Julie's Letter

To my grandchildren,

Firstly, I hope there's still a workable environment left, and one that is based on 'nature' as we understand it now.
When I was a kid, fifty or so years ago, it was impossible to go out on a summer's day without being surrounded by multitudes of different insects, all going about their useful and necessary lives. But now, it's an event to see a bee or two, a couple of peacock butterflies, the odd wasp or hoverfly or beetle or even ants outside in the summer. Where have they all gone? We've killed them with our chemicals, our cars, our ridiculous ambitions to live germ-free, whitewashed, unnatural and consumerist lives, to de-nature ourselves.
And of course it's not just insects that we've done away with, but creatures of all kinds. We've destroyed their habitats, poisoned the rivers, over-fished the seas. Nature has become nothing more than a carefully-curated spectacle mediated on our screens by figurehead presenters, rather than something we actually engage with personally and appreciate on a daily basis.
Our governments have done very little about this. But now things must be done, and done quickly: pollution of our riverways must be stopped immediately. Organic farming must be heavily subsidised since it is good for humans, wildlife and all environmental systems. And politicians must give careful thought to how to substitute the current capitalist system, reliant as it is on ever growing consumption, to something more sustainable, something that will slow, then halt, then reverse the dreadful trend of our trashing and vandalising of Planet Earth.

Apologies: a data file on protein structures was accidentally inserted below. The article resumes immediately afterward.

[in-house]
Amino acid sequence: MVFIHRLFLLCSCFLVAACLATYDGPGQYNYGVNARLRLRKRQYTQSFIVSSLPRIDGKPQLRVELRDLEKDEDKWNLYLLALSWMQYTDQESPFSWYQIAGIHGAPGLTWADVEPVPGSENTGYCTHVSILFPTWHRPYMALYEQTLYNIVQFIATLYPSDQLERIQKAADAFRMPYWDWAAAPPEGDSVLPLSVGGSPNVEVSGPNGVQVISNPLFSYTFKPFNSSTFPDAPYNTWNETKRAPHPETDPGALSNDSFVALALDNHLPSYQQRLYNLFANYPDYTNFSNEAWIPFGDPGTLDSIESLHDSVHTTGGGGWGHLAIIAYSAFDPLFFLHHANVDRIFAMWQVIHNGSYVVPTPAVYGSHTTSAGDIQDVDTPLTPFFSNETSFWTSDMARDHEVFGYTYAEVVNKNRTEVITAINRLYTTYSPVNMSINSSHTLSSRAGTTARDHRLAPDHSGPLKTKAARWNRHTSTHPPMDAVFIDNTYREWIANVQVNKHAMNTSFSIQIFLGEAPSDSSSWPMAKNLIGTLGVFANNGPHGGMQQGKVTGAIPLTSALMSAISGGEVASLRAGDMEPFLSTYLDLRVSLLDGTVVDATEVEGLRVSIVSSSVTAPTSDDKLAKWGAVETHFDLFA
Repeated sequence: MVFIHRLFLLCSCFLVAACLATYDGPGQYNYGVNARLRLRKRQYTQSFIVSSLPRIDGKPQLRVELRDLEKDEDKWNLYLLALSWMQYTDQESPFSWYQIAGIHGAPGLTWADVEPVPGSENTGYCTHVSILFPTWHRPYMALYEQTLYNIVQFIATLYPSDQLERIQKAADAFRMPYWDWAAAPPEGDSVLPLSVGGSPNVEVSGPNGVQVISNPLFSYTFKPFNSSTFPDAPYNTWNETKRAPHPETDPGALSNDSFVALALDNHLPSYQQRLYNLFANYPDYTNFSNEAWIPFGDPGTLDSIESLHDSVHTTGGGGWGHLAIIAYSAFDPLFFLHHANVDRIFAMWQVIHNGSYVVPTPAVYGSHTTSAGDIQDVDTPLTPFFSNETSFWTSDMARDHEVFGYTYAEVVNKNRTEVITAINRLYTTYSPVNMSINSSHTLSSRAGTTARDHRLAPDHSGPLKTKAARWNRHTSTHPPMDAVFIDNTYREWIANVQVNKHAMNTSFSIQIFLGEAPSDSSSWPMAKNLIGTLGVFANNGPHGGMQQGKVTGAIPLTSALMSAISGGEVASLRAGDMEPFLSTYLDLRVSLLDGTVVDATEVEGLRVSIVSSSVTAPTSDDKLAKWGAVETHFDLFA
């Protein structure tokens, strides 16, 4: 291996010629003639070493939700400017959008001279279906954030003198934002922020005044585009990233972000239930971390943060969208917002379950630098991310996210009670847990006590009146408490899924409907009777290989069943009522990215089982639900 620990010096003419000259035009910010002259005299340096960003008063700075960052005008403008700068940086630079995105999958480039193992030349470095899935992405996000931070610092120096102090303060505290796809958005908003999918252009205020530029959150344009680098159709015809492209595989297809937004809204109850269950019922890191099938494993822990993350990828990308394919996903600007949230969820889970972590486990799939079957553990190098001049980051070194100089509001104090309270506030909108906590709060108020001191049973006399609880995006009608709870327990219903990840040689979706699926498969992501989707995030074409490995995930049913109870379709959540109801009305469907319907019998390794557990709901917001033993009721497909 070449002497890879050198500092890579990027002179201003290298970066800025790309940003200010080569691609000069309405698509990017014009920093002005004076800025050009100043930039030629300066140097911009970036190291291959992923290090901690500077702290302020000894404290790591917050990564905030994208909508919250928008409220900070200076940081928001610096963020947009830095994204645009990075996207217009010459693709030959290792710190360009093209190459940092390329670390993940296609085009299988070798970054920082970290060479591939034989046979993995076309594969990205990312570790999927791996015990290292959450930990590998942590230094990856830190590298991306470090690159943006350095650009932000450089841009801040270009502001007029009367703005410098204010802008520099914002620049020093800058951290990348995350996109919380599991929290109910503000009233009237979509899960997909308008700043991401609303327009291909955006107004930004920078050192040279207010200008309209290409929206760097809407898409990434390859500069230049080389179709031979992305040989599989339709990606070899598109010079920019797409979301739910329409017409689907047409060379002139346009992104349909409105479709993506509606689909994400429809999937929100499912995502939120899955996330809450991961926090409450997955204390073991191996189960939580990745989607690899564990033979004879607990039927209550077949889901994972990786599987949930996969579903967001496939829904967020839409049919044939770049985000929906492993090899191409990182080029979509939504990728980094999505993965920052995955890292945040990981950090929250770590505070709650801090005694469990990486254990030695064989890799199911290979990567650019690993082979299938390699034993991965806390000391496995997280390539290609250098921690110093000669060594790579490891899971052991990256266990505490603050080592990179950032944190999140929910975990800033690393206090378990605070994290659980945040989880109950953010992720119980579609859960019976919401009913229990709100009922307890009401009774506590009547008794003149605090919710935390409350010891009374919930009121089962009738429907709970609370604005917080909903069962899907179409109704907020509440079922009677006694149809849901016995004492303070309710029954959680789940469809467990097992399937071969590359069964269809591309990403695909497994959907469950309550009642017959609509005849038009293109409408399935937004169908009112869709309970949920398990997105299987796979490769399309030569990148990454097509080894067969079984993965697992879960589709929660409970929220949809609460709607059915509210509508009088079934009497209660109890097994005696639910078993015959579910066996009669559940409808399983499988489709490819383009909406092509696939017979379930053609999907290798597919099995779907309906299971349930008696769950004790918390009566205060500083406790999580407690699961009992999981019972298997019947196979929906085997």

I hope too that individuals have done everything possible to re-invigorate nature, not just by keeping politicians on task, but by personal action. By switching to environmentally-friendly options for everything from fuel to food to transport (no, electric cars are not the answer). By learning about and valuing wildlife. By digging up their own tarmac drives and planting gardens there instead. By strewing wildflowers across their lawns to feed the insects. By giving up fast fashion in favour of slow.
If I sound angry and desperate, I am.
I hope you're in a better position in ten years' time than we are now. And I hope I did my bit to facilitate that.
If not, then this is my apology to you. And I know it's worth nothing at all.

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